What are the successes of Rene Descartes
Summary of On the method of the correct use of reason and scientific research
Europe in the 17th century
The first half of the 17th century was a tremendous time for Europe. Over half of the continent's population was affected by the turmoil of the Thirty Years' War as a result of the religious division. This led to a pronounced awareness of the impermanence of all things and put an abrupt end to the optimistic worldview of the Renaissance. Spiritual Europe was also considerably mixed up: Around 100 years earlier, Nicolaus Copernicus had replaced the geocentric with the heliocentric worldview, which was confirmed by Johannes Kepler and Galileo Galilei at the beginning of the 17th century. The Catholic Church reacted with intolerance, inquisition and heretic burnings. The philosophy of this time is inseparable from mathematics. The latter provided a very successful method of deriving many details from a very few principles. This method was now used everywhere, including philosophy. Some of the great philosophers of this period, such as Gottfried Wilhelm Leibniz or Blaise Pascal, were mathematical geniuses. Descartes himself is z. B. also a pioneer of infinitesimal calculus and the inventor of coordinate geometry. Mathematical thinking thus served as a model in the 17th century (and up to the present day). The goal was to make philosophy a kind of universal mathematics from which everything could be derived.
An entry in his diary shows that Descartes wrote down his first thoughts on his method as early as November 10, 1619. Since his youth he was concerned with rules that would lead him to knowledge. He no longer wanted to be satisfied with the principles of traditional logic. Rather, the author strove for rules that led him to find new things. A first attempt failed: in 1628 Descartes broke off work on the Regulae ad directionem ingenii (rules for the alignment of the power of knowledge). Nine years later, Von der Methode was finally published. However, he refrained from integrating his studies in mathematics and natural philosophy into the publication. The charges against Galileo had intimidated him too much. However, friends advised him to publish the work anyway, which then happened in 1637 - albeit anonymously and with an extensive discussion of the reasons that had prompted the author to publish it. A few months before publication, Descartes managed to borrow Galileo's work Dialogo sopra i due massimi sistemi, which confirmed the heliocentric image of Copernicus. Descartes tried to avoid careless formulations such as those that led the Church to accuse Galileo. In vain: Von der Methode was also later placed on the index.
Although Descartes had already settled in the Netherlands in 1628 in order to live in a more tolerant climate, Von the method was attacked immediately after its appearance. Utrecht theologians claimed that Descartes’s understanding of God was not in line with official theology. It was only because of the intervention of the French envoy in The Hague that Descartes was not expelled. The diplomat also managed to ensure that the book was not burned. Still, Descartes was deeply concerned. He saw himself as a sincere Catholic and had never denied his Jesuit education in his youth. Therefore, and to show his goodwill, he later dedicated his work to Meditations on the First Philosophy of the theological faculty of the University of Paris. Without success, of course: in 1663 all of Descartes’s writings were placed on the Church’s index. Today Descartes is credited with emancipating philosophy from theology.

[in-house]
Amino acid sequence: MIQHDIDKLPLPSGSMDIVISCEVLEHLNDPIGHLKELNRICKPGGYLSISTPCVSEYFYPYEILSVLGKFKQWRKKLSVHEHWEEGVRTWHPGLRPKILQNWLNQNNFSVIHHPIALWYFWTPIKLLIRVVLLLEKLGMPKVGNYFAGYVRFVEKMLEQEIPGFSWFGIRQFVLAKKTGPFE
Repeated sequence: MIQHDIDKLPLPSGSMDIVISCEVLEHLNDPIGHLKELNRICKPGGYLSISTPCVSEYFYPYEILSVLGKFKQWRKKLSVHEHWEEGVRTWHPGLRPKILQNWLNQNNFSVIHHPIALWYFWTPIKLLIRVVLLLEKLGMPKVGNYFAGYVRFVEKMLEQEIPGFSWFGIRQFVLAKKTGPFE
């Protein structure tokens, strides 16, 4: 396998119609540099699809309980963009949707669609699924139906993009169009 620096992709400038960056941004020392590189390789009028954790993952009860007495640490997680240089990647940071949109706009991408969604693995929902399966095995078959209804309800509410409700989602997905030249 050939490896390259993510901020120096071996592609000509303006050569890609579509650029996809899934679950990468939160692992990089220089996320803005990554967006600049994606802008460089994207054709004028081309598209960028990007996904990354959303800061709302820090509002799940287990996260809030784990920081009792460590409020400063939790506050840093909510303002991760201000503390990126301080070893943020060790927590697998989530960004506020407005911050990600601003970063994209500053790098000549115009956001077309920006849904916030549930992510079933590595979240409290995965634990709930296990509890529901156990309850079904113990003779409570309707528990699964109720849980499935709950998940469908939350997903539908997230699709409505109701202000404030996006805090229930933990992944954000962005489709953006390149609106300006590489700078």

It is thanks to Descartes that the 17th century went down in the history of philosophy as the century of method. The movement he initiated, Cartesianism, was soon joined by philosophers from all over Europe. When Descartes placed the thinking ego at the center of philosophy, the scientific method consciousness and the modern philosophy of reason and subject began. Immanuel Kant explicitly referred to him in his philosophy of reason. G. W. F. Hegel and Karl Marx observed in Descartes the attempt to free people from relationships of power and dependency.
Descartes' separation of body and soul met with little acceptance in the occidental philosophy. Since the 19th century at the latest, this view has given rise to a popular materialism that only recognizes the world of the body as reality. The doctrine of evolution later filled in the rift opened by Descartes between humans and animals. In the opinion of many French people, Von der Methode shaped the French national character in the sense of the "esprit cartésien", which is concerned with logic and order. The empiricism prevailing in England at the same time has dealt all the more with experience. This difference can still be observed today: in France rationalism, which is focused on order and clarity, in England empiricism, which focuses on practicality.
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